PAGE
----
The reality is that the laws of physics and chemistry, and more broadly speaking the laws of nature, are not constant.  We learn more and more about the world year after year, but at any given time our understanding of the world around us and what we believe are immutable laws funnel any solution to a particular problem into a certain window.  Only the most pioneering inventions (think Einstein) break that mold.  Given that Einstein’s are few and far between, that means that for any particular problem there are any number of people who have observed the problem and are working to solve it, and those solutions will all be within a certain degree of one another, sometimes identical.

It is great to show pride in your invention, but what makes a true inventor is knowledge that others are creative themselves and likely to be working in the same space.  Innovators seek to identify what others have done and move the envelope forward.  Those who re-invent are not innovators, they are re-inventors, and you cannot get a patent if you are re-inventor.  Worse yet, you may have an invention there but because you don’t look at what others have done you articulate the invention in a way that leaves out sufficient discussion of that part of the invention that could have been patented.

5. I have decided to hire Attorney X and I need your advice on how to proceed

You might find this one hard to believe, but I can’t tell you how many times over the last 3 months I have heard this.  What I want to say is “you have to be kidding me, right?”  Here I am, a patent attorney, and they are asking me to provide free guidance and information about what to expect when entering into a representation agreement with a different attorney?  Whether they need a confidentiality agreement, or what information they should bring with them to the meeting.  Yikes!  I want to be helpful, and while I don’t just dispense free legal advice I do try and at least point everyone in the right direction with some useful information, but this really confuses me.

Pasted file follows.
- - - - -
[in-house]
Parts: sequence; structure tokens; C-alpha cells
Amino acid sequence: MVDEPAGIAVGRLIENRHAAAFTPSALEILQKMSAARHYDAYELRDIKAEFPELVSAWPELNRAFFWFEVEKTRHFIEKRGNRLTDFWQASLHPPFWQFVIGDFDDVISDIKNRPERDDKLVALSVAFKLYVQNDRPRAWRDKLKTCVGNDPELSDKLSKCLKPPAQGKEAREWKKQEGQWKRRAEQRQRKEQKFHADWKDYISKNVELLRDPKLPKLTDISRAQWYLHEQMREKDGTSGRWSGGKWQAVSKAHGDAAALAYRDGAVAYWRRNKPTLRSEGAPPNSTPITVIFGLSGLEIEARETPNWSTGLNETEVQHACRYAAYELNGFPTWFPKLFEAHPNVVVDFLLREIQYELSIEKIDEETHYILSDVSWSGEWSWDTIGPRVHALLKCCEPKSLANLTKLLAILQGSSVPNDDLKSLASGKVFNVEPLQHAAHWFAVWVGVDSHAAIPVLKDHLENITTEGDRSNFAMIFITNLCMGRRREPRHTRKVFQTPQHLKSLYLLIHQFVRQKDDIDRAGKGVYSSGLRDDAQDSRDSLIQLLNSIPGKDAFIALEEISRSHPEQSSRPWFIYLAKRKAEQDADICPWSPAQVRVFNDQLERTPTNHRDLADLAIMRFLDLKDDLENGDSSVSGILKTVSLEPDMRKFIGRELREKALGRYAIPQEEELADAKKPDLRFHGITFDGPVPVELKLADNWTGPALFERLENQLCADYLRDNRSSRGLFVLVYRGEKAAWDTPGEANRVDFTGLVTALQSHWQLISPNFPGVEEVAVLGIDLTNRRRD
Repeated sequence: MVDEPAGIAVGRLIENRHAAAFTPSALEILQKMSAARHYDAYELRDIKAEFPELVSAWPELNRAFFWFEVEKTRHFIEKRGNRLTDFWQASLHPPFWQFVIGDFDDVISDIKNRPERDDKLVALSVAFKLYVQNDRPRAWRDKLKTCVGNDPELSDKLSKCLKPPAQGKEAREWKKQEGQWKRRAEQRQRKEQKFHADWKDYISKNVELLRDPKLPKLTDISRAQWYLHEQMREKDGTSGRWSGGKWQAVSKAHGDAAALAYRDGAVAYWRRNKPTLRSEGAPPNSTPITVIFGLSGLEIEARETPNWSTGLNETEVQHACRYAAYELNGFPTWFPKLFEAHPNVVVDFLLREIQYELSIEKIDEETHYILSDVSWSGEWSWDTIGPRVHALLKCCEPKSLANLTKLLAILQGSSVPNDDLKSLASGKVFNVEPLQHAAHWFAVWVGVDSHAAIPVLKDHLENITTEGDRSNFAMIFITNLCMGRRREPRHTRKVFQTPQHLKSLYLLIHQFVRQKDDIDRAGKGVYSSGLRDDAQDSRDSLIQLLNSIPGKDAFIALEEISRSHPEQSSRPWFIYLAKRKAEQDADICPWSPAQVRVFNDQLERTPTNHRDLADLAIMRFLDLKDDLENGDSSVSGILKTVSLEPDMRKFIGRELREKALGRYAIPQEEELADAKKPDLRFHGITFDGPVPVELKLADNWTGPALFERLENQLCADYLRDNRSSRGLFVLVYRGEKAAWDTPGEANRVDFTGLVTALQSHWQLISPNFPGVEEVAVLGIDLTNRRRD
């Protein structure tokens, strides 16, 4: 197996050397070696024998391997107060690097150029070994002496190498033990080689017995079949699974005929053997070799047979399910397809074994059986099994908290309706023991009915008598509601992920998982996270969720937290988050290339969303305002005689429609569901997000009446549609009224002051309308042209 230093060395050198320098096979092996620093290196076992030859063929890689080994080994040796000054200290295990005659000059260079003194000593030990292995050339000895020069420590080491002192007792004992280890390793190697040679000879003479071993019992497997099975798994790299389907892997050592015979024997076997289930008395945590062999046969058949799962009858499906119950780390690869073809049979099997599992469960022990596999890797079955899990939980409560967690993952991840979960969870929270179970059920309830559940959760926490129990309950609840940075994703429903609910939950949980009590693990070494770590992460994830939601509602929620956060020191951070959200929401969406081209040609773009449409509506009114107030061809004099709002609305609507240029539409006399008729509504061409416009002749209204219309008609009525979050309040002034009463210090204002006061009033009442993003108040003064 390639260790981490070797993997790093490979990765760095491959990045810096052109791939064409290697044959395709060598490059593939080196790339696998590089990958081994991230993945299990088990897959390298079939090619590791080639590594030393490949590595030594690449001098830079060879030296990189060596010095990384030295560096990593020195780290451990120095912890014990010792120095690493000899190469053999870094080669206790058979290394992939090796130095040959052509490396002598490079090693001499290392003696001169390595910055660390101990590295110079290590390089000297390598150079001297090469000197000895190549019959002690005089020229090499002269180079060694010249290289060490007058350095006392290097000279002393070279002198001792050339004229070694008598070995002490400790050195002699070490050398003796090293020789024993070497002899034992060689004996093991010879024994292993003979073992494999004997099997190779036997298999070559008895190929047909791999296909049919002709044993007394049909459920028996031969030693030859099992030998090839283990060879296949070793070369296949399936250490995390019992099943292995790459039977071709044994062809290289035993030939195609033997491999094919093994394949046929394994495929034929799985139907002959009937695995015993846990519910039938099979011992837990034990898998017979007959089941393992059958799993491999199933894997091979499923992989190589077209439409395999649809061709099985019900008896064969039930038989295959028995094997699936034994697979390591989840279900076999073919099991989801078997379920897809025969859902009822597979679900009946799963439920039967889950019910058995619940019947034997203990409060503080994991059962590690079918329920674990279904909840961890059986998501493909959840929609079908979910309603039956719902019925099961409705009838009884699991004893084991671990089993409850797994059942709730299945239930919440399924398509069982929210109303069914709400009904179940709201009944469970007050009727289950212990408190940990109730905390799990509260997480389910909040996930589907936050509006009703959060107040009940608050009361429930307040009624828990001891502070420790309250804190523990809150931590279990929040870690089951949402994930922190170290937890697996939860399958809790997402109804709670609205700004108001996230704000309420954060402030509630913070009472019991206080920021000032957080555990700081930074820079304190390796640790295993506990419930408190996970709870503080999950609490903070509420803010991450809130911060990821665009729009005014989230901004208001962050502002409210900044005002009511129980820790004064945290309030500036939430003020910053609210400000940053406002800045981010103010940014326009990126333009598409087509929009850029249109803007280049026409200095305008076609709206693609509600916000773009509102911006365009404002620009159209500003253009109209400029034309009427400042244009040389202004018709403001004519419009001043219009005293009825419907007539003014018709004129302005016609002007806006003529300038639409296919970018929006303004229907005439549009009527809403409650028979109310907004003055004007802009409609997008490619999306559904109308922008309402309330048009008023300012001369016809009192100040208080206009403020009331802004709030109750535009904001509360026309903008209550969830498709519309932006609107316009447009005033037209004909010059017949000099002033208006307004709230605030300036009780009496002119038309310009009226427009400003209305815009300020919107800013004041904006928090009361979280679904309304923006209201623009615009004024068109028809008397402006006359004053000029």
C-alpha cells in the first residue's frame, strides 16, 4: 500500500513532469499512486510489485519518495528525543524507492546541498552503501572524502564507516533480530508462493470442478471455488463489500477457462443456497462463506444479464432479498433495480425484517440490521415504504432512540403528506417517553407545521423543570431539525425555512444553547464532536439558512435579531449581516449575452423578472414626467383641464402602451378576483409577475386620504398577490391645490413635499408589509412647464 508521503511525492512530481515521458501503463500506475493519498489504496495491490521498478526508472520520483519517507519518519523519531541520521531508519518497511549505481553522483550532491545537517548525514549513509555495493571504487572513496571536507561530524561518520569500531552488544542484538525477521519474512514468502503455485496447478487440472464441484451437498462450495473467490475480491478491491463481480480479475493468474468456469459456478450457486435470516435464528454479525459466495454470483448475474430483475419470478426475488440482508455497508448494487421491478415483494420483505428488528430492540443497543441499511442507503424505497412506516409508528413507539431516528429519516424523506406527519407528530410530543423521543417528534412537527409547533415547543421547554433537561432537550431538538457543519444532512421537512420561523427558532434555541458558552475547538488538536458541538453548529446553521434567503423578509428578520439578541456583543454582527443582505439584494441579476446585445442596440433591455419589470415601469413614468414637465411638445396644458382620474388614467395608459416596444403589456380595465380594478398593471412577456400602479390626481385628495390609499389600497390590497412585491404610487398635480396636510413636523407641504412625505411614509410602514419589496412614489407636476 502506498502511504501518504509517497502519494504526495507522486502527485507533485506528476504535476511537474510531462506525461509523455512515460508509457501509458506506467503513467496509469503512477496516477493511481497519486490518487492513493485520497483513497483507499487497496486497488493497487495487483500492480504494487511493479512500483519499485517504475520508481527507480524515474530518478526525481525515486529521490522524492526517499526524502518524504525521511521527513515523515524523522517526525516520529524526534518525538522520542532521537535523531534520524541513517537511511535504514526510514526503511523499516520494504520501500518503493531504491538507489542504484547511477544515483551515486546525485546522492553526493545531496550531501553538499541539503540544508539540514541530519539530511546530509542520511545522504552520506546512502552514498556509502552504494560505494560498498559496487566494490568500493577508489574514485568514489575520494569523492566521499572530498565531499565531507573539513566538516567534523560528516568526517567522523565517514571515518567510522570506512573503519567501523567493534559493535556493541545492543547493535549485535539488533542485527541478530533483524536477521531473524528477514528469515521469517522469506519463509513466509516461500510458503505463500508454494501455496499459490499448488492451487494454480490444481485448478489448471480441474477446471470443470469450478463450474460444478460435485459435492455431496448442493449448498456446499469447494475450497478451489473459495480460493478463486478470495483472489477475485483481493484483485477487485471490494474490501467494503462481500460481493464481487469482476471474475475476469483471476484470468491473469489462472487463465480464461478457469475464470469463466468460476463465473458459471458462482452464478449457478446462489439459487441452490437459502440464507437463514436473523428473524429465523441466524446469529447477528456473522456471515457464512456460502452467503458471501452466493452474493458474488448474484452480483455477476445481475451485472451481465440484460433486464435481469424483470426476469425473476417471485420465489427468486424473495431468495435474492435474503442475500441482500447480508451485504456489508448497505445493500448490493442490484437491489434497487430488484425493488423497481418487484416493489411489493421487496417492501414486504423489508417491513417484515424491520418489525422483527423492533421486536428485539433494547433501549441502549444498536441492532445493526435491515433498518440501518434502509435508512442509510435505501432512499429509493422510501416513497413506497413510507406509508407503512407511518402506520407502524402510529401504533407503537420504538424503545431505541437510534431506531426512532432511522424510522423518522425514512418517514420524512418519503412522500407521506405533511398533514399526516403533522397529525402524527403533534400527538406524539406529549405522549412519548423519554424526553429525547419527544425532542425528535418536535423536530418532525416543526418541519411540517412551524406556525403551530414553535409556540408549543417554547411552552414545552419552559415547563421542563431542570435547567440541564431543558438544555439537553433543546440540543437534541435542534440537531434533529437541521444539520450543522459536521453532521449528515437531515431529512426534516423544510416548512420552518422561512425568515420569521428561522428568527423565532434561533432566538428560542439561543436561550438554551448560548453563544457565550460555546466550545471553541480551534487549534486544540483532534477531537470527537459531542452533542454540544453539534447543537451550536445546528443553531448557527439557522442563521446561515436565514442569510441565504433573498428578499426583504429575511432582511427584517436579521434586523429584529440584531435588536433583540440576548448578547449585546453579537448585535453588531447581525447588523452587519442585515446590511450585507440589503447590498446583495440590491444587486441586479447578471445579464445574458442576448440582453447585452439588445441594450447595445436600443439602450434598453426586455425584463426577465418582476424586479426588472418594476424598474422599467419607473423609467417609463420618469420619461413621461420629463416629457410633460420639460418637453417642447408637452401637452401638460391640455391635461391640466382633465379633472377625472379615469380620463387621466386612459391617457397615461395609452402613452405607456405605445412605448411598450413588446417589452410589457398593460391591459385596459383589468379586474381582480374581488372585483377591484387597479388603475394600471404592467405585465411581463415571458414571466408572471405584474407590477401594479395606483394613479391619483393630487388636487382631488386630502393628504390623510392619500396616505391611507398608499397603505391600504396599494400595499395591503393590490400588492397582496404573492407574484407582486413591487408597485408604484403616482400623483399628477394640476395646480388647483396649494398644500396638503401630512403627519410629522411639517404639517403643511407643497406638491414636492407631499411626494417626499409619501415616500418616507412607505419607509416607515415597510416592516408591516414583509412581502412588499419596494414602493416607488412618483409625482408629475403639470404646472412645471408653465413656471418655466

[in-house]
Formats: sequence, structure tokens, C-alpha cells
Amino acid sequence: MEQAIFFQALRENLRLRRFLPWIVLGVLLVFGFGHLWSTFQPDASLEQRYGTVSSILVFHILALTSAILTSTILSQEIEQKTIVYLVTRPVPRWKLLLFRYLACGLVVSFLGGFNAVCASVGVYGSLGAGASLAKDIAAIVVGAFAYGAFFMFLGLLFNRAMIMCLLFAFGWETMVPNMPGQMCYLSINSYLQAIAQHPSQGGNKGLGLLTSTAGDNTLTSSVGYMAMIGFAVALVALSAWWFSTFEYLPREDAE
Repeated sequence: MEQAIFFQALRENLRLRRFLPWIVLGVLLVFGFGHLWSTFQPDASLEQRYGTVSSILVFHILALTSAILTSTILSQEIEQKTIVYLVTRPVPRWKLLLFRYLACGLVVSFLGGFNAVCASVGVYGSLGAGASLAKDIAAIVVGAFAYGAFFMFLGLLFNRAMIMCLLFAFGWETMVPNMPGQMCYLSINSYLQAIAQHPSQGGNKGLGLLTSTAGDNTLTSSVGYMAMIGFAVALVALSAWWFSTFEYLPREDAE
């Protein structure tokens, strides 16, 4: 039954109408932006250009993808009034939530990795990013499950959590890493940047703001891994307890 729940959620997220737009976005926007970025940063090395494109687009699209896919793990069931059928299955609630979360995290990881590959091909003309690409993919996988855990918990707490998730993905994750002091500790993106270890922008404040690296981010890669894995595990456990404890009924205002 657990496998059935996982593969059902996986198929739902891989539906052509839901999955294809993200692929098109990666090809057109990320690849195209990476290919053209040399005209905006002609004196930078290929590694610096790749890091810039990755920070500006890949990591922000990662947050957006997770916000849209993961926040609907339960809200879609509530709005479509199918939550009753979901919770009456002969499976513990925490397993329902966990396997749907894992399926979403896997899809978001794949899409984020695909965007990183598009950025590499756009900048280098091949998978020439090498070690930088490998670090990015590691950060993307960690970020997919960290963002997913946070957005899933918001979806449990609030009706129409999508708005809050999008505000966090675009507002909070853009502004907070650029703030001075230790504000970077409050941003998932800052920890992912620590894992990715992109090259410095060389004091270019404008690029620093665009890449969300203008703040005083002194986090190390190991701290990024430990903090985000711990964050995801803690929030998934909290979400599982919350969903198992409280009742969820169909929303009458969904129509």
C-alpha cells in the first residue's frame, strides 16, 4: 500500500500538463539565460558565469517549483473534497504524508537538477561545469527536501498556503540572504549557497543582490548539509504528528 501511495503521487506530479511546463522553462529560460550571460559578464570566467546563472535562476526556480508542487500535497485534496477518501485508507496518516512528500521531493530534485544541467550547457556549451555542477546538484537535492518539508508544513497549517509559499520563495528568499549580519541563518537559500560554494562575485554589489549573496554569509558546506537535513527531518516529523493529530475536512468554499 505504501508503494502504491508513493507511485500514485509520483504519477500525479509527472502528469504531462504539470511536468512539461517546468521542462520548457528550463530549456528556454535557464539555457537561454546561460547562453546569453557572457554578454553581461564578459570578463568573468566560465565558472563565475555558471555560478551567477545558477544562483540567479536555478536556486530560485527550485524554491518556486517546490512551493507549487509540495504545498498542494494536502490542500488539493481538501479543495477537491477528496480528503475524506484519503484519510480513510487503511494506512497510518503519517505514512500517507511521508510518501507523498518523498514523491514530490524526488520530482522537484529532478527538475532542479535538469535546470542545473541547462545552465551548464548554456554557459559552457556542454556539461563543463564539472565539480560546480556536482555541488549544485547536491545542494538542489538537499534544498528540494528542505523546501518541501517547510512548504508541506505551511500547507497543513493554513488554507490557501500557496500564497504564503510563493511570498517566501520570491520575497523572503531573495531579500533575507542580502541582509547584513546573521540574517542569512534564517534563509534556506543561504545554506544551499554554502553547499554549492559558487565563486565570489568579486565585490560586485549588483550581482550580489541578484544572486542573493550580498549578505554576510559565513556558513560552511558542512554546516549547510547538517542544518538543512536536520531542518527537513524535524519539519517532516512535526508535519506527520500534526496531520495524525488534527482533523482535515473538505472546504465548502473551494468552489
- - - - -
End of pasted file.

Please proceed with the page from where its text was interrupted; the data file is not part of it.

If you are going to hire a different attorney I think it is borderline ridiculous to expect another attorney, who you have just told won’t get your business, to help you for free.

The Author

Gene Quinn

Gene Quinn is a Patent Attorney and Editor and President & CEO ofIPWatchdog, Inc.. Gene founded IPWatchdog.com in 1999. Gene is also a principal lecturer in the PLI Patent Bar Review Course and Of Counsel to the law firm of Berenato & White, LLC. Gene’s specialty is in the area of strategic patent consulting, patent application drafting and patent prosecution. He consults with attorneys facing peculiar procedural issues at the Patent Office, advises investors and executives on patent law changes and pending litigation matters, and works with start-up businesses throughout the United States and around the world, primarily dealing with software and computer related innovations. is admitted to practice law in New Hampshire, is a Registered Patent Attorney and is also admitted to practice before the United States Court of Appeals for the Federal Circuit. CLICK HERE to send Gene a message.

Warning & Disclaimer: The pages, articles and comments on IPWatchdog.com do not constitute legal advice, nor do they create any attorney-client relationship. The articles published express the personal opinion and views of the author and should not be attributed to the author’s employer, clients or the sponsors of IPWatchdog.com. Read more.